ehud barak face298 88 aj.
(photo credit: Ariel Jerozolimski [file])
I did not like the way Ehud Barak behaved as prime minister. It is not to the political aspects of the job that I am referring, but rather to his personality. He was arrogant and tactless. I thought that he treated me with contempt because I was the head of an opposition party, but in time I learned that he treated the members of his own party even worse. And reams have already been written about how it was possible that such an intelligent person could be so insensitive on a personal level.
Barak claims to have learned his lesson. Some say that his new wife has taught him a thing or two about interpersonal relationships. I don't know whether that is true. What I do know is that Ehud Barak knows a thing or two about security and defense. In order to restore the public's sense of security, the security establishment must be headed by someone the public can trust.
Amir Peretz could have been defense minister in a government headed by Ariel Sharon. The public, government and the army knew that with Sharon the security of the state would ultimately be in the hands of the prime minister. And that that prime minister was a general, one of the best in the history of the Israel Defense Forces.
As a member of the ministerial committee for security affairs, I found it amusing to see just how much in control of the situation Sharon was. He let everyone have his say: ministers, generals, Mossad and Shin Bet heads. He would listen without saying a word, his eyes seeking out the nearest sandwich. Afterwards, he would sum up. In the summary, he would say what he had decided even before the debate. Here and there, a minister would pipe up, to preserve his self-respect. But we all knew that the matter was closed.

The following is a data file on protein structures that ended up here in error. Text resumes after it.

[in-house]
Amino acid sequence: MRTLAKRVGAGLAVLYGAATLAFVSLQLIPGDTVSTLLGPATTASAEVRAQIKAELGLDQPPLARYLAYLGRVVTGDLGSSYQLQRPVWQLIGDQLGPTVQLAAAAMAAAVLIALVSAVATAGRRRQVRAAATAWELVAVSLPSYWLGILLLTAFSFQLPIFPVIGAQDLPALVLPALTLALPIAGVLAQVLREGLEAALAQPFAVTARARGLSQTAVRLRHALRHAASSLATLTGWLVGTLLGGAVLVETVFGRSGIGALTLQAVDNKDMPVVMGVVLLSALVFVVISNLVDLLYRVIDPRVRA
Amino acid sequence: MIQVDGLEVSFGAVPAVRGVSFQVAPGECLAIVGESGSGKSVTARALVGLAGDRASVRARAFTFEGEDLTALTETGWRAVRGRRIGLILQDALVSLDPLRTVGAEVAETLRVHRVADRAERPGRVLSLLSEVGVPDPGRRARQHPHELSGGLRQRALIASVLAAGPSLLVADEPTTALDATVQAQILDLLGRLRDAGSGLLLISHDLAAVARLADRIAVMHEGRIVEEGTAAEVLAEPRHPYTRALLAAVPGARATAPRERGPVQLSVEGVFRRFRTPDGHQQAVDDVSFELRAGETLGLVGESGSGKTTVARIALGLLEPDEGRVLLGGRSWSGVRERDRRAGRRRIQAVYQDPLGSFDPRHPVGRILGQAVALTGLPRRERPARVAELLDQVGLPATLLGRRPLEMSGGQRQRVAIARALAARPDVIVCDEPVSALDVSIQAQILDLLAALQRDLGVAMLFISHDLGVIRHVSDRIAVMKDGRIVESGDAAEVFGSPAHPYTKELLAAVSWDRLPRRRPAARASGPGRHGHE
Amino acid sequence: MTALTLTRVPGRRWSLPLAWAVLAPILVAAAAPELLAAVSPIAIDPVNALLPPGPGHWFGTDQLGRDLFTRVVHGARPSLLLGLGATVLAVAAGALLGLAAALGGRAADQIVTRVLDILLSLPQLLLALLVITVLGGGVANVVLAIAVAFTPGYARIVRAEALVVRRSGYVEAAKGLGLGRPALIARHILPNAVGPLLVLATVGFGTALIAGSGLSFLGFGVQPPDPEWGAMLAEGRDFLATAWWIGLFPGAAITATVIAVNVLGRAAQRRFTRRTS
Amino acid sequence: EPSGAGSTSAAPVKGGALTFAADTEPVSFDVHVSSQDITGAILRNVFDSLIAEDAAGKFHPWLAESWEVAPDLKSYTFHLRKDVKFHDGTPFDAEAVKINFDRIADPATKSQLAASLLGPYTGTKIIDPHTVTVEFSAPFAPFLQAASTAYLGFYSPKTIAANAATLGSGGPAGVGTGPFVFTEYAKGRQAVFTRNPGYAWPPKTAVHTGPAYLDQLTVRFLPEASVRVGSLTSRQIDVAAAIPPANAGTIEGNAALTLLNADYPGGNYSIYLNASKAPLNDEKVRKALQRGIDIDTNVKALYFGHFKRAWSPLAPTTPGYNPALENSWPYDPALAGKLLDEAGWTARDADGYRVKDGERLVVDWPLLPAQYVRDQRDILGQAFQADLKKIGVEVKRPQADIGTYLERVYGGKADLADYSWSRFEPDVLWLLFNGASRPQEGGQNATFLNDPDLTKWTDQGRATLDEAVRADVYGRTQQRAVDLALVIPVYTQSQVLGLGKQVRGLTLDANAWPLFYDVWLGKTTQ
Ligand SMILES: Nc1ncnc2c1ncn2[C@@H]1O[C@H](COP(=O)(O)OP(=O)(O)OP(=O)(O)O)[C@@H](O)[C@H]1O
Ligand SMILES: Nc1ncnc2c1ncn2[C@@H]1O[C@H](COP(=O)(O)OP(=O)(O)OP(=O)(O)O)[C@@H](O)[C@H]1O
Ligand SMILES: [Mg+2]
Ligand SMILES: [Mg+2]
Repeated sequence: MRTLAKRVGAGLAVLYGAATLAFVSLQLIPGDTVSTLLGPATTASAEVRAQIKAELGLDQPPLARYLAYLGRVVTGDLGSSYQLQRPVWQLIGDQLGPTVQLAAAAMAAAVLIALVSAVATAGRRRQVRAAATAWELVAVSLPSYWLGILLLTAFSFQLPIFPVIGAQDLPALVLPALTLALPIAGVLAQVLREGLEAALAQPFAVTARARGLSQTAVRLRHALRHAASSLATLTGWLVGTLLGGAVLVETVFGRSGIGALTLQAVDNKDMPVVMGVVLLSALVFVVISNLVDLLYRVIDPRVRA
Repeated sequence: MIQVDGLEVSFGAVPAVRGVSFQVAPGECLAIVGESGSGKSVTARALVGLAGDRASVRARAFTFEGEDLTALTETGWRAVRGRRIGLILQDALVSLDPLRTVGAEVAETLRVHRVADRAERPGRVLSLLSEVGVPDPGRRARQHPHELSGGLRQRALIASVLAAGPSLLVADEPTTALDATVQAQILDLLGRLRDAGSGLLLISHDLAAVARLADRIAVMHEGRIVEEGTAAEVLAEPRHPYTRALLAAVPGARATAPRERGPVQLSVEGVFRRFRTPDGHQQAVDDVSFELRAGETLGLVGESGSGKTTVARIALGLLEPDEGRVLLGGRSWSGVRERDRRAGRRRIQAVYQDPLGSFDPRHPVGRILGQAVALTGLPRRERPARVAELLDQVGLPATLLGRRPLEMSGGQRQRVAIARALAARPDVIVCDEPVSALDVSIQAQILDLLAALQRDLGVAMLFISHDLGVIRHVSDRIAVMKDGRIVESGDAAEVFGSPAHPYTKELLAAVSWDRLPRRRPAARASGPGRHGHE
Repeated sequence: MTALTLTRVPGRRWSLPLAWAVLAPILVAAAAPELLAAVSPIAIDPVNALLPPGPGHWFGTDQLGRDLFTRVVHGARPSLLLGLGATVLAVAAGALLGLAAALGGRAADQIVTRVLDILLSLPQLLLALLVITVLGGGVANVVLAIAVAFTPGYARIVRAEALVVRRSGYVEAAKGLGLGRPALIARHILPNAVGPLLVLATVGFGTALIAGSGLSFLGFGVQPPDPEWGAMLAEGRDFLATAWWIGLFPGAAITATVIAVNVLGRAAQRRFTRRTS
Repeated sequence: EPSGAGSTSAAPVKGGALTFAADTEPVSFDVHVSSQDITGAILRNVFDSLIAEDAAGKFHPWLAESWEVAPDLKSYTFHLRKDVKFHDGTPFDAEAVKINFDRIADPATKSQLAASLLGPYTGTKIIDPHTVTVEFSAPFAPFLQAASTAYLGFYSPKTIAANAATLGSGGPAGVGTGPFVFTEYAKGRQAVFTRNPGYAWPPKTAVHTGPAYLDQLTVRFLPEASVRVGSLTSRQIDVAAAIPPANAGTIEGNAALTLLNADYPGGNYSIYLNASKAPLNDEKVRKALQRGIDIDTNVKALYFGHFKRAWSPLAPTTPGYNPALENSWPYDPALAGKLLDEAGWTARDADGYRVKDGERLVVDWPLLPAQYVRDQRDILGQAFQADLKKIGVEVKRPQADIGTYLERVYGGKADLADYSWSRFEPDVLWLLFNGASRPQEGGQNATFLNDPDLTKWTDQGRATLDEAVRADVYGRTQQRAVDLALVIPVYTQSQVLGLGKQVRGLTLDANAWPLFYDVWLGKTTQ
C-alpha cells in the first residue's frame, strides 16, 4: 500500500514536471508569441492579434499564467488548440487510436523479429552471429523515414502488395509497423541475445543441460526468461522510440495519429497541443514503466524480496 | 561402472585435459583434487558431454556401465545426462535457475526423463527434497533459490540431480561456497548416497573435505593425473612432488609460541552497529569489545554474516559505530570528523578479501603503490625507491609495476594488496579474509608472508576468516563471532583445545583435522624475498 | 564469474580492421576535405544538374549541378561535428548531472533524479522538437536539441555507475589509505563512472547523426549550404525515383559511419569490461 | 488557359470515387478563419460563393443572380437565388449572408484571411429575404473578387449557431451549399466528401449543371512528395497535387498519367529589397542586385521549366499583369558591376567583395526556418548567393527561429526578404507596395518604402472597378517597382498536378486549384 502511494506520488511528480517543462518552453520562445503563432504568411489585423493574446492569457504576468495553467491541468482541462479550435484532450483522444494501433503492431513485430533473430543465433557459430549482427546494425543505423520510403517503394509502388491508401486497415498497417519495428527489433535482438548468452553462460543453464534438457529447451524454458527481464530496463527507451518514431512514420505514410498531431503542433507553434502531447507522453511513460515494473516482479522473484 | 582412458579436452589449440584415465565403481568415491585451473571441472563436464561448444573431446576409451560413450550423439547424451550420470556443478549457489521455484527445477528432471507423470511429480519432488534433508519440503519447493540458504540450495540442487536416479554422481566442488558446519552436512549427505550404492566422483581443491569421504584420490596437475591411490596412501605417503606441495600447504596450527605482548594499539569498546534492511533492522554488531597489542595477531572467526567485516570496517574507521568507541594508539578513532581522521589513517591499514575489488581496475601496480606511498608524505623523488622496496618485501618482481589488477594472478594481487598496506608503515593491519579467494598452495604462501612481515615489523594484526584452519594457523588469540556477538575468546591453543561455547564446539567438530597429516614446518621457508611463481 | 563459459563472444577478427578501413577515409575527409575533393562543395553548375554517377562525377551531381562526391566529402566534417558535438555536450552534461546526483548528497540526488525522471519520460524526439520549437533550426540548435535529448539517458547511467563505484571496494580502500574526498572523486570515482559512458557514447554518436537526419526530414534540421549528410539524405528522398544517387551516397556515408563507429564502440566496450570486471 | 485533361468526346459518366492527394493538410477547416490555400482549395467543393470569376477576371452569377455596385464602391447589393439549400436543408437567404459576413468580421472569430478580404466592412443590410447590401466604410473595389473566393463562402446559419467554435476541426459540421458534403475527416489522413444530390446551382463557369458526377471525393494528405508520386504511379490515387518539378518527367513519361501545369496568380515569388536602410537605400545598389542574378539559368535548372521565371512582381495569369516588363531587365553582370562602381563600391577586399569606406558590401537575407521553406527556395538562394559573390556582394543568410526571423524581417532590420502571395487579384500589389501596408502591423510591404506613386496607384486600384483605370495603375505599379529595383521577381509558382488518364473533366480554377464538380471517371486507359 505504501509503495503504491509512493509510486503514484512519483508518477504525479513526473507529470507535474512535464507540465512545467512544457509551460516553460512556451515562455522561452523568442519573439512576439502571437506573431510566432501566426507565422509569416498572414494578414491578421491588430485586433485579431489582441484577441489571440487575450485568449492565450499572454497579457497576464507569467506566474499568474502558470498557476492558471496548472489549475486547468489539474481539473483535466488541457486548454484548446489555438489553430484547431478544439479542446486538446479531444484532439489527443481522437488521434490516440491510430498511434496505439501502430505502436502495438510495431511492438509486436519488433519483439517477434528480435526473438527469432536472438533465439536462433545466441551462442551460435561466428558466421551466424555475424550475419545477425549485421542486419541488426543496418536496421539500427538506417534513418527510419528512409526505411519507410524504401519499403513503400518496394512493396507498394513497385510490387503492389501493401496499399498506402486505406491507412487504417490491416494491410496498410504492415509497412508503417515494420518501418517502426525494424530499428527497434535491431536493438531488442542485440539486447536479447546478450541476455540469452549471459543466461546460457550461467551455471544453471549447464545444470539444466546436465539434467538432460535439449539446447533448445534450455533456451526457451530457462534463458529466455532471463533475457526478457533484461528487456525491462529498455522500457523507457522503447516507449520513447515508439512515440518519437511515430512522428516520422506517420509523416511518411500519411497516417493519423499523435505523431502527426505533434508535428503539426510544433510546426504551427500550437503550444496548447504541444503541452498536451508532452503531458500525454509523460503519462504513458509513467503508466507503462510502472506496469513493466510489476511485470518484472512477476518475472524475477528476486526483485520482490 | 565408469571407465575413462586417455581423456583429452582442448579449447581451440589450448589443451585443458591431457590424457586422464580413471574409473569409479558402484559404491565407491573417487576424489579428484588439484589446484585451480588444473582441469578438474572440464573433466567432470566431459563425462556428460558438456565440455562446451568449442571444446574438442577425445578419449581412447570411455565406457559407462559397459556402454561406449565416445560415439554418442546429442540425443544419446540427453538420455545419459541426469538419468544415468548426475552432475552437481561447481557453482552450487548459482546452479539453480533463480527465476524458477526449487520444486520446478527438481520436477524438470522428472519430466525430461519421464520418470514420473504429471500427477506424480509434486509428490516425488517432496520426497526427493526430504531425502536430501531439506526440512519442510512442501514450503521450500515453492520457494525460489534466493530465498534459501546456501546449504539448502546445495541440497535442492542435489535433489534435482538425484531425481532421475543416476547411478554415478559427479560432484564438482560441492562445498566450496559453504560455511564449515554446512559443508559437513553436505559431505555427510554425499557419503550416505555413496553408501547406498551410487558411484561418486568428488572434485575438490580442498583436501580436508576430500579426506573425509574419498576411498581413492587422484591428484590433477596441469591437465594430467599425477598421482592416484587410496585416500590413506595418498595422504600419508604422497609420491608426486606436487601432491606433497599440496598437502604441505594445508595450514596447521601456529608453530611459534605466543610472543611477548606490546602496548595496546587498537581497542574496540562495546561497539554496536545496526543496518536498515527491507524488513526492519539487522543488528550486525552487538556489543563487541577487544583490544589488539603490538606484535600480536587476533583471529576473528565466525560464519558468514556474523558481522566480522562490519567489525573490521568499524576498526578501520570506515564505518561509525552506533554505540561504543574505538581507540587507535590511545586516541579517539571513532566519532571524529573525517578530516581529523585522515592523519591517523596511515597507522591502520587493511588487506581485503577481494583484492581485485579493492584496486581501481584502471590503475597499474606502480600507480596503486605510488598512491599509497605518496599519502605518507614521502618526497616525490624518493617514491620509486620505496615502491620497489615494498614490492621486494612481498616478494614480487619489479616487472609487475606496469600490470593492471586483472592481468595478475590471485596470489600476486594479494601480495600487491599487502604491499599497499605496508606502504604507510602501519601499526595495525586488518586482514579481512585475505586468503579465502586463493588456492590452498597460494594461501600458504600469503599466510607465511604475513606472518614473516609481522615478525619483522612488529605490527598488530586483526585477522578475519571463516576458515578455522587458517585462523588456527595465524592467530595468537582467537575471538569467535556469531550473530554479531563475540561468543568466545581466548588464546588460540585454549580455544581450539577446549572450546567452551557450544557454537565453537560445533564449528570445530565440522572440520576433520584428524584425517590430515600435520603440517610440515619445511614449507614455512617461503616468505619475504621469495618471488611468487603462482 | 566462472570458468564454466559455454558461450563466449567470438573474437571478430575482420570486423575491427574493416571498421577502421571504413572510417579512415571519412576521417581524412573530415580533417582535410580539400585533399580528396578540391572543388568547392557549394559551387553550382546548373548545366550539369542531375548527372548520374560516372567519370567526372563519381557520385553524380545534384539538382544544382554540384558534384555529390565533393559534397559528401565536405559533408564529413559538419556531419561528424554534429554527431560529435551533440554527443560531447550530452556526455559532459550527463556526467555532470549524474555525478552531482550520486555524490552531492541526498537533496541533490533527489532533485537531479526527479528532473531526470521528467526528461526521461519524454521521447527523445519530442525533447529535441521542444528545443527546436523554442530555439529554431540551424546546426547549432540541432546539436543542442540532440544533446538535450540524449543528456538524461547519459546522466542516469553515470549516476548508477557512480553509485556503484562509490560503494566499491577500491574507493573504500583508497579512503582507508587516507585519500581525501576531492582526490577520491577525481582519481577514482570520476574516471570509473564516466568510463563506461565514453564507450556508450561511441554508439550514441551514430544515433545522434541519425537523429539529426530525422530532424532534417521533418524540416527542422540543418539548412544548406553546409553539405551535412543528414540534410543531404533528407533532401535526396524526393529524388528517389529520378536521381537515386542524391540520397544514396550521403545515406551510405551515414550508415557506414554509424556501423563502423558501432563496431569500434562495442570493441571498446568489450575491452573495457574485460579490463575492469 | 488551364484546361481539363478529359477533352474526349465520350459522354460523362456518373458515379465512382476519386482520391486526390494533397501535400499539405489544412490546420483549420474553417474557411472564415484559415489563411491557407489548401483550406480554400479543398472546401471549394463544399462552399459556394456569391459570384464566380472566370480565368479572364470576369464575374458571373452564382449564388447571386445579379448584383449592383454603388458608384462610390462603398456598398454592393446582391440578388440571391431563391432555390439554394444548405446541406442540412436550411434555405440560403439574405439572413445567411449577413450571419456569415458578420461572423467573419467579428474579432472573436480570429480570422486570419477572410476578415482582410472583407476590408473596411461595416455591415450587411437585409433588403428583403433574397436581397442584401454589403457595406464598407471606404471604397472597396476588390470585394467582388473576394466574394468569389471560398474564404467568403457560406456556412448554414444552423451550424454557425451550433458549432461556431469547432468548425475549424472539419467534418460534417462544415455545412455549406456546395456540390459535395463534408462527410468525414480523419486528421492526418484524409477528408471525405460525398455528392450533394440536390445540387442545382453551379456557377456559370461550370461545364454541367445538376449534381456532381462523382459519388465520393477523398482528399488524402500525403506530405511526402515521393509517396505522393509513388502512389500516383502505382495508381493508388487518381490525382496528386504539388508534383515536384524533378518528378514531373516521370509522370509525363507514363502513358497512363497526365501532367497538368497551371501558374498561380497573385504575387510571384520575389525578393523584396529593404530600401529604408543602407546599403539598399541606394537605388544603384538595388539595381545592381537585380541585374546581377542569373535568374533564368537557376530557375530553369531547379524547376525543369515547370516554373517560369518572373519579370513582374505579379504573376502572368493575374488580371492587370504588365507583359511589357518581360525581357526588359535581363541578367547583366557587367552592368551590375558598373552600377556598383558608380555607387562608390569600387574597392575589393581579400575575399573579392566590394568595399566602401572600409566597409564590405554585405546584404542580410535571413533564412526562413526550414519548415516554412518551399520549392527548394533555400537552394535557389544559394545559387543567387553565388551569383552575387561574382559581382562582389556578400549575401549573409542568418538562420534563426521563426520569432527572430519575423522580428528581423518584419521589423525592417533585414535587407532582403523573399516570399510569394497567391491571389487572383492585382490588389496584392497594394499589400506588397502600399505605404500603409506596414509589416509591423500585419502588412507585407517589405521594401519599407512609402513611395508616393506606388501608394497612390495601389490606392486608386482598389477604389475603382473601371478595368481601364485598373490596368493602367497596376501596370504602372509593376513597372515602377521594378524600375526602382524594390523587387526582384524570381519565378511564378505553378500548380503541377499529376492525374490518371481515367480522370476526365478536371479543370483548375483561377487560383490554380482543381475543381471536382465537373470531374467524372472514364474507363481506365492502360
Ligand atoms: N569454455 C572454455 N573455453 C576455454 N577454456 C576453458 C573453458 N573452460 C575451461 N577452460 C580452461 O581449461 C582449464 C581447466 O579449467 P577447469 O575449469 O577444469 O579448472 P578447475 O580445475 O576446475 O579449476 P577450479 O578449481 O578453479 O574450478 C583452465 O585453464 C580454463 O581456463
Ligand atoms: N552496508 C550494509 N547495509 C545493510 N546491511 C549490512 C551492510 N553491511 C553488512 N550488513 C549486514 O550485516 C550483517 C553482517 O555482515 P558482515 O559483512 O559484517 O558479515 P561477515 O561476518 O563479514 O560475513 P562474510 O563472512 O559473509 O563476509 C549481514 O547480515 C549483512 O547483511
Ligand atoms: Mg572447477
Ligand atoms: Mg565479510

EHUD OLMERT does not have that kind of security prestige. Nor could he. And that is why the chair of defense minister must be occupied by a politician whom the prime minister and the public can rely on completely where security affairs are concerned, one whose authority the army can accept. And not only because he happens to be the minister in charge of security, but because they trust him.
Peretz does not have that authority. Nor could he. He lacks the necessary security background. The army does not respect his opinion. The public does not trust his judgment. True, he is a far warmer and more genial human being than Barak. He has more compassion for the poor and feels more passionate about the people in general. But that is not what is needed to be a defense minister.
It is a shame that Peretz does not understand this himself. He should realize on his own that, at this difficult time, the state and the people need a defense minister who will enable them to sleep well at night.
Ehud Barak is that man. Amir Peretz, sadly, is not.
This is neither a lottery nor a throw of the dice. It is the very future of the country that is at stake.
The writer is a former MK.